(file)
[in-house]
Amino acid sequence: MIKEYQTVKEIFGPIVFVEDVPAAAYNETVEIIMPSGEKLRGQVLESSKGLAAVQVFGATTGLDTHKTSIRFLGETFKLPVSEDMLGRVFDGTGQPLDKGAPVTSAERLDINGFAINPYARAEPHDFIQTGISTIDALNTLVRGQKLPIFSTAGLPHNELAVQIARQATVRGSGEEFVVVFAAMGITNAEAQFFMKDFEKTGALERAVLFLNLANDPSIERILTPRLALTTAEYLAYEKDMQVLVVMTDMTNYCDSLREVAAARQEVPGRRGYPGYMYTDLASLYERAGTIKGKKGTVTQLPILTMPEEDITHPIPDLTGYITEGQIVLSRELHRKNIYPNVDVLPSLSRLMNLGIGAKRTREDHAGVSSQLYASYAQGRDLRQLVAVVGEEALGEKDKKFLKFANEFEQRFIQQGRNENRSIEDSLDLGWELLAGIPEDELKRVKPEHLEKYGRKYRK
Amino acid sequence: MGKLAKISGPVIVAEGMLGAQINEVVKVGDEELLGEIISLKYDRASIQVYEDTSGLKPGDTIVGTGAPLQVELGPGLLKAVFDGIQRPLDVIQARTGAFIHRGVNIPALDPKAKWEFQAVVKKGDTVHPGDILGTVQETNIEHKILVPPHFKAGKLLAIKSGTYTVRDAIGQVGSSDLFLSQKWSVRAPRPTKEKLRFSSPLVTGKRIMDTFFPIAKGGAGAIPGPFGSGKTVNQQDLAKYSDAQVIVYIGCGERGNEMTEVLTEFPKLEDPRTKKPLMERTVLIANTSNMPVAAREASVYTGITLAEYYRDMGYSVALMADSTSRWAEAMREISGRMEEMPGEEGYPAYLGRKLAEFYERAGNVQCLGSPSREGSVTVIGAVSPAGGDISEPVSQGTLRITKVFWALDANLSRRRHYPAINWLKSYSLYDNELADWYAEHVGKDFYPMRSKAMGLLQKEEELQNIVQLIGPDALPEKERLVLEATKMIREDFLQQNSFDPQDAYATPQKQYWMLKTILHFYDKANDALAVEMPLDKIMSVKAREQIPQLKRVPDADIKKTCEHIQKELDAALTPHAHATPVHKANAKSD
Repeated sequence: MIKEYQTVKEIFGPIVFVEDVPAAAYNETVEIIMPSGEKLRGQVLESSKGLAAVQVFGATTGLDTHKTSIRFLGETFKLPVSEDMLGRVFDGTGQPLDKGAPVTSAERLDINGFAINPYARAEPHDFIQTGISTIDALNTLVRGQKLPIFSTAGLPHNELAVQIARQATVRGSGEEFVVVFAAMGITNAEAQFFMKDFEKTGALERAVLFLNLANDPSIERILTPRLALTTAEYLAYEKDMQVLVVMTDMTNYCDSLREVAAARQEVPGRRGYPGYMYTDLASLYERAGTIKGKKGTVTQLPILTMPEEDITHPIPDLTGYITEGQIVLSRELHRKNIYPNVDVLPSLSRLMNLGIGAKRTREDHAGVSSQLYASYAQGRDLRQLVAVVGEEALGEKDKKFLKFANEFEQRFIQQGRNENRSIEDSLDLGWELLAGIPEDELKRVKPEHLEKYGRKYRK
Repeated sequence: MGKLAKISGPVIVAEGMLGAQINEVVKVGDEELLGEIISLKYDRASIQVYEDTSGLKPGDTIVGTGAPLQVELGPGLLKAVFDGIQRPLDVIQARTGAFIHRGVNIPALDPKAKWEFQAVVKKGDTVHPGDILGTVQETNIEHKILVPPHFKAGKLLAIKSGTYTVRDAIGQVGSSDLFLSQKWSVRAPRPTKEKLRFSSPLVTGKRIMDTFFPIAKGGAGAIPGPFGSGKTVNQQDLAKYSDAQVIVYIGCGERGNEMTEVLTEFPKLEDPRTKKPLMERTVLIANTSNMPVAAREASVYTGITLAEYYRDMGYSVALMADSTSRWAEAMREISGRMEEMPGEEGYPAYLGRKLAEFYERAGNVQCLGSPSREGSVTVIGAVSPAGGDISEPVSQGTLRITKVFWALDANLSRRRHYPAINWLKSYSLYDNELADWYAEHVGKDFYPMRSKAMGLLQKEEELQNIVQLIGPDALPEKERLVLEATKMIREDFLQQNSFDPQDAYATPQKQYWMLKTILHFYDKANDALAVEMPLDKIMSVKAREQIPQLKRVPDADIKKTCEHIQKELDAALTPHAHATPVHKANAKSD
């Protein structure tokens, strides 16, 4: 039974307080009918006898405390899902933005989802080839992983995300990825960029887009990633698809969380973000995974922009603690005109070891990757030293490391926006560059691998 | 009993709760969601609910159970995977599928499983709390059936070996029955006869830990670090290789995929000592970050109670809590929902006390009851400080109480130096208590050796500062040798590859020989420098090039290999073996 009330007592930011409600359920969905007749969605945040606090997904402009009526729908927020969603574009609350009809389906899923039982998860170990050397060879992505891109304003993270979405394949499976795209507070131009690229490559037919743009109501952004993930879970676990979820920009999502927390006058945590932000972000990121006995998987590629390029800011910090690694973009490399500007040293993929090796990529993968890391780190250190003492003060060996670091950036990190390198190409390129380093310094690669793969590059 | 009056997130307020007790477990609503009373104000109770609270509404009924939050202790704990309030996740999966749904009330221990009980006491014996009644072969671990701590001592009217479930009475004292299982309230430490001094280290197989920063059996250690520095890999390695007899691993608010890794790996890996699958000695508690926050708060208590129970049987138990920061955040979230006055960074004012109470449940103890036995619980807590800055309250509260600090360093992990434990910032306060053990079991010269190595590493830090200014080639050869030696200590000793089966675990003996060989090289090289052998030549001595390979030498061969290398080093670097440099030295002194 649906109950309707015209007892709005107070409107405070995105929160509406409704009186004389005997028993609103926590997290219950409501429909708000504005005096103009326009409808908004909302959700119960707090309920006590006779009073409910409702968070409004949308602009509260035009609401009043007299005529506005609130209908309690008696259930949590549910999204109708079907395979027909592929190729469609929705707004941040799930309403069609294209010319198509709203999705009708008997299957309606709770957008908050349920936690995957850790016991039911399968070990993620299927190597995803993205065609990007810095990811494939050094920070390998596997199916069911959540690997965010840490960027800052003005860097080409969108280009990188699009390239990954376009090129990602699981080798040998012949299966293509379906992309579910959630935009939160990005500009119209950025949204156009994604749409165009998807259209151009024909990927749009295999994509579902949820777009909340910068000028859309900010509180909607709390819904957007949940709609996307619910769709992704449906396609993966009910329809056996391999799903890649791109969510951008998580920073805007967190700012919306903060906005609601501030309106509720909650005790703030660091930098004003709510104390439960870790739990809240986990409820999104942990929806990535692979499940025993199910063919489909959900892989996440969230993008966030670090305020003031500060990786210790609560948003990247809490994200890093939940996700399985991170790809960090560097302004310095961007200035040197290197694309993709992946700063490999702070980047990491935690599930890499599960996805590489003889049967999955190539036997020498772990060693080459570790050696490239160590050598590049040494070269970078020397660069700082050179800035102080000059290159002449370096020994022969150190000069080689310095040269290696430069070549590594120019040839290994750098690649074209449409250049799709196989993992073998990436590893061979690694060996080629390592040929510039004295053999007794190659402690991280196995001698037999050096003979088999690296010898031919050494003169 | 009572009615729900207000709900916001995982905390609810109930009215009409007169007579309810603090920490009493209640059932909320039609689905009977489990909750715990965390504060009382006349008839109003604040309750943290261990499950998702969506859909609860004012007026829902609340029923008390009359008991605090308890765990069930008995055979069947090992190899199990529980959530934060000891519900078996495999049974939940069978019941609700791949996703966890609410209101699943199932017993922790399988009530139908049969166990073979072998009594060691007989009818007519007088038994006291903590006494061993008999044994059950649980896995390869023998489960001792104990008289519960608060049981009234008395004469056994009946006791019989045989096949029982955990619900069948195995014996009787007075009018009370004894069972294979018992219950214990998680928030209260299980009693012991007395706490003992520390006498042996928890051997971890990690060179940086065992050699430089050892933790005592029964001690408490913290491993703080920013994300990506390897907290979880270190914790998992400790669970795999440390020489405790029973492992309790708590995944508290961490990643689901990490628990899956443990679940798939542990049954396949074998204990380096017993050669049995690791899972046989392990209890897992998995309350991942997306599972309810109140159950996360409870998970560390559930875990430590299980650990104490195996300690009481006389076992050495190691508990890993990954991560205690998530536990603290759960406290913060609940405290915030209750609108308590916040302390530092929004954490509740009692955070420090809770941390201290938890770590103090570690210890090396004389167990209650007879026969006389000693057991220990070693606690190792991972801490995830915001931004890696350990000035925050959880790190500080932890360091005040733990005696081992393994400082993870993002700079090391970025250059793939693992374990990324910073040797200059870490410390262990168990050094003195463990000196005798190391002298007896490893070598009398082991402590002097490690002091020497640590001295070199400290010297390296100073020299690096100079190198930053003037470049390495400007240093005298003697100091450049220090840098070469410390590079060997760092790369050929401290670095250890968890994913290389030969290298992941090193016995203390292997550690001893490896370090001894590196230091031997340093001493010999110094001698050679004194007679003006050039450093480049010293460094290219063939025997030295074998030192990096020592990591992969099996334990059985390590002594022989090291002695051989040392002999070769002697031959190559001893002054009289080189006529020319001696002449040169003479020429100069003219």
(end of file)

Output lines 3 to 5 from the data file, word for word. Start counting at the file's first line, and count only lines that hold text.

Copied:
Amino acid sequence: MGKLAKISGPVIVAEGMLGAQINEVVKVGDEELLGEIISLKYDRASIQVYEDTSGLKPGDTIVGTGAPLQVELGPGLLKAVFDGIQRPLDVIQARTGAFIHRGVNIPALDPKAKWEFQAVVKKGDTVHPGDILGTVQETNIEHKILVPPHFKAGKLLAIKSGTYTVRDAIGQVGSSDLFLSQKWSVRAPRPTKEKLRFSSPLVTGKRIMDTFFPIAKGGAGAIPGPFGSGKTVNQQDLAKYSDAQVIVYIGCGERGNEMTEVLTEFPKLEDPRTKKPLMERTVLIANTSNMPVAAREASVYTGITLAEYYRDMGYSVALMADSTSRWAEAMREISGRMEEMPGEEGYPAYLGRKLAEFYERAGNVQCLGSPSREGSVTVIGAVSPAGGDISEPVSQGTLRITKVFWALDANLSRRRHYPAINWLKSYSLYDNELADWYAEHVGKDFYPMRSKAMGLLQKEEELQNIVQLIGPDALPEKERLVLEATKMIREDFLQQNSFDPQDAYATPQKQYWMLKTILHFYDKANDALAVEMPLDKIMSVKAREQIPQLKRVPDADIKKTCEHIQKELDAALTPHAHATPVHKANAKSD
Repeated sequence: MIKEYQTVKEIFGPIVFVEDVPAAAYNETVEIIMPSGEKLRGQVLESSKGLAAVQVFGATTGLDTHKTSIRFLGETFKLPVSEDMLGRVFDGTGQPLDKGAPVTSAERLDINGFAINPYARAEPHDFIQTGISTIDALNTLVRGQKLPIFSTAGLPHNELAVQIARQATVRGSGEEFVVVFAAMGITNAEAQFFMKDFEKTGALERAVLFLNLANDPSIERILTPRLALTTAEYLAYEKDMQVLVVMTDMTNYCDSLREVAAARQEVPGRRGYPGYMYTDLASLYERAGTIKGKKGTVTQLPILTMPEEDITHPIPDLTGYITEGQIVLSRELHRKNIYPNVDVLPSLSRLMNLGIGAKRTREDHAGVSSQLYASYAQGRDLRQLVAVVGEEALGEKDKKFLKFANEFEQRFIQQGRNENRSIEDSLDLGWELLAGIPEDELKRVKPEHLEKYGRKYRK
Repeated sequence: MGKLAKISGPVIVAEGMLGAQINEVVKVGDEELLGEIISLKYDRASIQVYEDTSGLKPGDTIVGTGAPLQVELGPGLLKAVFDGIQRPLDVIQARTGAFIHRGVNIPALDPKAKWEFQAVVKKGDTVHPGDILGTVQETNIEHKILVPPHFKAGKLLAIKSGTYTVRDAIGQVGSSDLFLSQKWSVRAPRPTKEKLRFSSPLVTGKRIMDTFFPIAKGGAGAIPGPFGSGKTVNQQDLAKYSDAQVIVYIGCGERGNEMTEVLTEFPKLEDPRTKKPLMERTVLIANTSNMPVAAREASVYTGITLAEYYRDMGYSVALMADSTSRWAEAMREISGRMEEMPGEEGYPAYLGRKLAEFYERAGNVQCLGSPSREGSVTVIGAVSPAGGDISEPVSQGTLRITKVFWALDANLSRRRHYPAINWLKSYSLYDNELADWYAEHVGKDFYPMRSKAMGLLQKEEELQNIVQLIGPDALPEKERLVLEATKMIREDFLQQNSFDPQDAYATPQKQYWMLKTILHFYDKANDALAVEMPLDKIMSVKAREQIPQLKRVPDADIKKTCEHIQKELDAALTPHAHATPVHKANAKSD